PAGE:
Let me tell you - NEVER AGAIN. The entire consistency of the yolk changed once it thawed. It was a very thick, almost gelatinous, mass. I added a little water to it to try to thin it out, but I don't think it helped. As a result, my dough was very crumbly and I had to add more water to it so that it would be okay for rolling out. I did this by wetting my hands and then working the dough so that I was adding as little water as possible.

The frozen herbs, I'm happy to report, worked just fine. I let my little 1 tsp cube defrost, then squeezed the water from it. When it came time to add it to my sauce, it was a little clump, but the butter and a quick stir with the back of my spoon and it was okay.

The finished product was good - in fact, it was a LOT better than I thought it was going to be, due to the lumps/yolks/water issues. It was also VERY filling. I couldn't finish that portion that I served for myself.

My husband, however, was a different story! :)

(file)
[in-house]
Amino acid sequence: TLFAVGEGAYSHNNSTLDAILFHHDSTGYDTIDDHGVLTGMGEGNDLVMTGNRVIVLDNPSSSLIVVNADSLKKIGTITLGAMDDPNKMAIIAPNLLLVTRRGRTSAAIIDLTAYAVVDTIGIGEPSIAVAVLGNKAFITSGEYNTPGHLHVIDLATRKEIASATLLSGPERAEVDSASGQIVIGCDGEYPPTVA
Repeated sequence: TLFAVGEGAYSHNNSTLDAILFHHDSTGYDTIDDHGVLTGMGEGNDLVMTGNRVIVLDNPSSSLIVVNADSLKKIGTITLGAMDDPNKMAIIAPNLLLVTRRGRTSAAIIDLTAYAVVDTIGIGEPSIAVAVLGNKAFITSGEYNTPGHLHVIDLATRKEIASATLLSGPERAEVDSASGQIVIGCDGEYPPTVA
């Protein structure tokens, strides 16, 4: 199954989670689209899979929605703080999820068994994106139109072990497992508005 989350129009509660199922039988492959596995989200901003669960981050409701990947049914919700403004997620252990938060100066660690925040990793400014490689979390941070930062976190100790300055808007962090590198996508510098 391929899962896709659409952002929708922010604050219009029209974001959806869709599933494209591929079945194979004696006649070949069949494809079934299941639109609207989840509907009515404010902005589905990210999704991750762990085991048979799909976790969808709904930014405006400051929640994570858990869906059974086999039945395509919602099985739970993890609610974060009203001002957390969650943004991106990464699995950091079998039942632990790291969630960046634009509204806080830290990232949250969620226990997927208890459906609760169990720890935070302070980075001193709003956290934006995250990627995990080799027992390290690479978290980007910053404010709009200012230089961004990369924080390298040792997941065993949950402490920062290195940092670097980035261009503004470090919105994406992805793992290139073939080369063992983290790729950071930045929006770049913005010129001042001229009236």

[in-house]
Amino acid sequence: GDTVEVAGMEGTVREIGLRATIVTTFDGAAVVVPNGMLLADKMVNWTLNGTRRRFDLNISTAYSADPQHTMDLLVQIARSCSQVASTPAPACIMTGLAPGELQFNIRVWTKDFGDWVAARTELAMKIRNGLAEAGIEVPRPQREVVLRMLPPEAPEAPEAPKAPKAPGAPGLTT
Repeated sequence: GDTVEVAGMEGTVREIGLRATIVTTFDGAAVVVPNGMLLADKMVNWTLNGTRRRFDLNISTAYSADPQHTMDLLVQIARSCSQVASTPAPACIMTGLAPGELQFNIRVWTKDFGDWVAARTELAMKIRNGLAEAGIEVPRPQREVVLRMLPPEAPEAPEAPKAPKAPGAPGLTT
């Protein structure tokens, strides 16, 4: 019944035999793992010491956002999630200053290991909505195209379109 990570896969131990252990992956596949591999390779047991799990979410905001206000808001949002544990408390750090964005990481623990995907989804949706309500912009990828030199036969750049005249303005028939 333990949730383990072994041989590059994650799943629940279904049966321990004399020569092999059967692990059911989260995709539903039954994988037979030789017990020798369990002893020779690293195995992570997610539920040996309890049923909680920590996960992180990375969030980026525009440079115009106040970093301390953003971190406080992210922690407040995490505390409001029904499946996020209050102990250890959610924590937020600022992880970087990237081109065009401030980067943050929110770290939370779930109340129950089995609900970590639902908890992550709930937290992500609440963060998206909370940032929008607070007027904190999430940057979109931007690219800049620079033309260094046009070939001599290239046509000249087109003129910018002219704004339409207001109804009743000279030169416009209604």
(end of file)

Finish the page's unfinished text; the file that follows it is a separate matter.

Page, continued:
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Blogger Wendy said...

yummy!! I'm trying this this weekend....Thanks!

7:50 AM  
Blogger Heather said...

I was planning on cooking sweet and sour pork tonight but instead I will be trying this recipe! Thanks for the anticipated fun and yummy meal! I'll keep you posted on how mine turns out.

9:25 AM  
Anonymous Anonymous said...

I'm so glad you tried it too! I highly recommend a ricer. I think it helped mine be light and fluffy tasting. But yours looked prettier by far. I'm so bad at making things look pretty!

11:23 AM  
Blogger Jenn said...

That looks tasty...I have been wanting to make homemade gnocchi for awhile doesn't really seem too difficult! I don't have a potato ricer, but I have a spaetzle maker...I might have to try it with that!

3:01 PM  
Blogger Beth said...

Gnice! (Sorry, I just couldn't resist - I'm a big dork)

too funny - my verification word is "shisl". your gnocchi looks delish, fo shisl! (see, told you i'm a big dork)

8:03 PM  
Blogger Samara Link said...

you're kind of a bad ass for all this handmade cooking you're doing. that's awesome. glad to hear freezing leftover herbs worked. i will absolutely be trying that. i hate it when i buy some and only use it for one recipe. thanks for the tip!

2:36 PM